- #1

jamcc09

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Martin has just heard about a gambling strategy: bet 1 dollar that a fair coin will land heads. If it does, stop. If it lands tails, then double the bet for the next toss, now betting 2 dollars on heads. If it does, stop. Otherwise, double the bet to 4 dollars for the next toss. This strategy is continued, i.e. doubling the bet each flip and stopping after winning a bet. Assume each individual bet is fair. The basic idea is that he will be 1 dollar ahead when he wins a bet.

Martin decides to try out the strategy, but he has only 31 dollars, so he could end up bankrupt. On average, how much money will Martin win?

My solution: (Martin can bet a maximum of 5 times because of having only 31 dollars)

The assumption that each individual bet is fair means that if Martin is on flip $n$, he is betting $2^{n-1}$ dollars. He has equal probability of winning or losing on any given bet, because of the fair coin, so the expected winnings on any bet is 0. If $X_n$ is the amount of money he wins on the $n^{th}$ flip then $E(X_n) = p*2^{n-1} - (1 - p)*2^{n-1}$ and since $p = 1/2$, $E(X_n) = 0$ and since $p = 1/2$, $E(X_n) = 0$. I would say, by linearity of expectation, that if $X$ is the amount of money he wins using this strategy, then $X = X_1 + X_2 + X_3 + X_4 + X_5$ and $E(X) = E(X_1) + E(X_2) + E(X_3) + E(X_4) + E(X_5) = 0$.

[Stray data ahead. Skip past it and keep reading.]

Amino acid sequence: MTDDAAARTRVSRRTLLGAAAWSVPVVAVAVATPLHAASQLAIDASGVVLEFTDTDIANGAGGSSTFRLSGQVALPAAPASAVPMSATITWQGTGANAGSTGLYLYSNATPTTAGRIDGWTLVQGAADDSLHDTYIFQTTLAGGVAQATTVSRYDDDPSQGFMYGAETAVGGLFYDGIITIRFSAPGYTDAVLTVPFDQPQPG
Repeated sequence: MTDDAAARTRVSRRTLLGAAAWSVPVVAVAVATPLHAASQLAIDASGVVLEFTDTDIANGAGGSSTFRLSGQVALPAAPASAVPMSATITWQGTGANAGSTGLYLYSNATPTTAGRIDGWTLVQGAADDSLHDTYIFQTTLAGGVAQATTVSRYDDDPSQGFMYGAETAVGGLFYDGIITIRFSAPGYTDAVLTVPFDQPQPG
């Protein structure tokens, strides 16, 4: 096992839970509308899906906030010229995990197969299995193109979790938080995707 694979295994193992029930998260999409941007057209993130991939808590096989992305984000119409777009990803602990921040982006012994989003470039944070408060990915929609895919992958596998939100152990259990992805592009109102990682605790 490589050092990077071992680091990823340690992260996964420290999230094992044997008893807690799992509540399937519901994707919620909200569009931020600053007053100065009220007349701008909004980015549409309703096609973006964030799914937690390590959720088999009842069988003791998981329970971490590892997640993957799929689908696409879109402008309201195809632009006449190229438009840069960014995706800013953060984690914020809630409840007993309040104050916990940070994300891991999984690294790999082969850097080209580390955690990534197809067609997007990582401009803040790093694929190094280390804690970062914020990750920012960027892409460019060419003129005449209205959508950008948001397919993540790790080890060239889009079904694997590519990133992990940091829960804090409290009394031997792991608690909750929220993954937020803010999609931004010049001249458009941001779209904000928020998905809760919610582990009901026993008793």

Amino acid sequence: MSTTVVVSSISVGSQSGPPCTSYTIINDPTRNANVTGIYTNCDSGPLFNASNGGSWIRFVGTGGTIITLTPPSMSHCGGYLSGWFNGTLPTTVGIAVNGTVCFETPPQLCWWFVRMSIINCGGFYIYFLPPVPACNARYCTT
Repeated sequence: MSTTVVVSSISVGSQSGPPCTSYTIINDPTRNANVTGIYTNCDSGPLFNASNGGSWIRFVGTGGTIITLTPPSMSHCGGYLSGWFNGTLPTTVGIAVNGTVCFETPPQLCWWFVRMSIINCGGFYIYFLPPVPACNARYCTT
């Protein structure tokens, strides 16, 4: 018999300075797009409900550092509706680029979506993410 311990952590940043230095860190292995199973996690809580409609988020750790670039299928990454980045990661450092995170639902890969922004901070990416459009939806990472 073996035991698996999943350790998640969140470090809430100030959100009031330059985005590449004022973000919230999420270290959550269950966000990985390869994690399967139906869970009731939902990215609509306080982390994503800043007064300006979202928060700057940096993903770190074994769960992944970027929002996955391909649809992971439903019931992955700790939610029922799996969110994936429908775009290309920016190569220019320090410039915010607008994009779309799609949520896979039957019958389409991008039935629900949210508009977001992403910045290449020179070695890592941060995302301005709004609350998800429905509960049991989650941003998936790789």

Another way that I solved it what to basically consider what is the probability that he goes bankrupt. Since the coin is fair, it is just the probability of getting 5 tails in a row, which is $1/32$. That means the probability of winning is $31/32$. In the case of bankruptcy he loses his 31 dollars, if he wins he gets 1 dollar. These are the only two possibilities, since he stops after winning a bet or losing all his money. So, the expected winnings are $E(X) = \frac{31}{32}*1 + \frac{1}{32}*-31 = 0$.

I actually came up with the first solution while writing the question and get the same as the last solution, so I feel a bit more confident about it now, but still would like to know if this is actually a correct way to reason about this. This is the first time I feel like the linearity property of the expected value could be an intuitive way to solve it (even though it wasn't my first path to a solution). Thanks to anyone who can confirm or provide insight into where I went wrong :)